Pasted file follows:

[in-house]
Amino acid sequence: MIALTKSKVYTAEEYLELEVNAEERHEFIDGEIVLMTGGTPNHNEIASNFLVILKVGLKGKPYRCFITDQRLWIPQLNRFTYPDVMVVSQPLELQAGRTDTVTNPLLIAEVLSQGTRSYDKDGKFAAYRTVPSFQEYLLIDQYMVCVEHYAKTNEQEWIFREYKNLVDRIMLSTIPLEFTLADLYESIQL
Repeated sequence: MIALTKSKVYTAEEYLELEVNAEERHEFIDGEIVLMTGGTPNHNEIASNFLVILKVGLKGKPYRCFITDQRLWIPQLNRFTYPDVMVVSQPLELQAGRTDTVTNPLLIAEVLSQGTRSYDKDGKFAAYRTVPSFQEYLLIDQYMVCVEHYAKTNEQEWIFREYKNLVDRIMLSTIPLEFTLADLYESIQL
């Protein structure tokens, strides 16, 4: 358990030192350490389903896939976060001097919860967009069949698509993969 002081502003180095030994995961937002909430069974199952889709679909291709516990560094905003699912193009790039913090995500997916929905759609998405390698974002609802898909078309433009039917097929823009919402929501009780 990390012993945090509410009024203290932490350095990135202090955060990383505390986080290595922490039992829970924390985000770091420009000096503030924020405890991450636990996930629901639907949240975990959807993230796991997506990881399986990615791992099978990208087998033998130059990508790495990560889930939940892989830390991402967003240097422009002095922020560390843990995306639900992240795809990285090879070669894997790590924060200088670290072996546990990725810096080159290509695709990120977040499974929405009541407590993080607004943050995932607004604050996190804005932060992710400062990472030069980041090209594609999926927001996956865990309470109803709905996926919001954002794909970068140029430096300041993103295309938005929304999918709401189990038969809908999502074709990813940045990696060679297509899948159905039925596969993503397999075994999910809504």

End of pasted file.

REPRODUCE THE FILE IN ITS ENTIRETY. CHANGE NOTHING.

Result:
[in-house]
Amino acid sequence: MIALTKSKVYTAEEYLELEVNAEERHEFIDGEIVLMTGGTPNHNEIASNFLVILKVGLKGKPYRCFITDQRLWIPQLNRFTYPDVMVVSQPLELQAGRTDTVTNPLLIAEVLSQGTRSYDKDGKFAAYRTVPSFQEYLLIDQYMVCVEHYAKTNEQEWIFREYKNLVDRIMLSTIPLEFTLADLYESIQL
Repeated sequence: MIALTKSKVYTAEEYLELEVNAEERHEFIDGEIVLMTGGTPNHNEIASNFLVILKVGLKGKPYRCFITDQRLWIPQLNRFTYPDVMVVSQPLELQAGRTDTVTNPLLIAEVLSQGTRSYDKDGKFAAYRTVPSFQEYLLIDQYMVCVEHYAKTNEQEWIFREYKNLVDRIMLSTIPLEFTLADLYESIQL
């Protein structure tokens, strides 16, 4: 358990030192350490389903896939976060001097919860967009069949698509993969 002081502003180095030994995961937002909430069974199952889709679909291709516990560094905003699912193009790039913090995500997916929905759609998405390698974002609802898909078309433009039917097929823009919402929501009780 990390012993945090509410009024203290932490350095990135202090955060990383505390986080290595922490039992829970924390985000770091420009000096503030924020405890991450636990996930629901639907949240975990959807993230796991997506990881399986990615791992099978990208087998033998130059990508790495990560889930939940892989830390991402967003240097422009002095922020560390843990995306639900992240795809990285090879070669894997790590924060200088670290072996546990990725810096080159290509695709990120977040499974929405009541407590993080607004943050995932607004604050996190804005932060992710400062990472030069980041090209594609999926927001996956865990309470109803709905996926919001954002794909970068140029430096300041993103295309938005929304999918709401189990038969809908999502074709990813940045990696060679297509899948159905039925596969993503397999075994999910809504």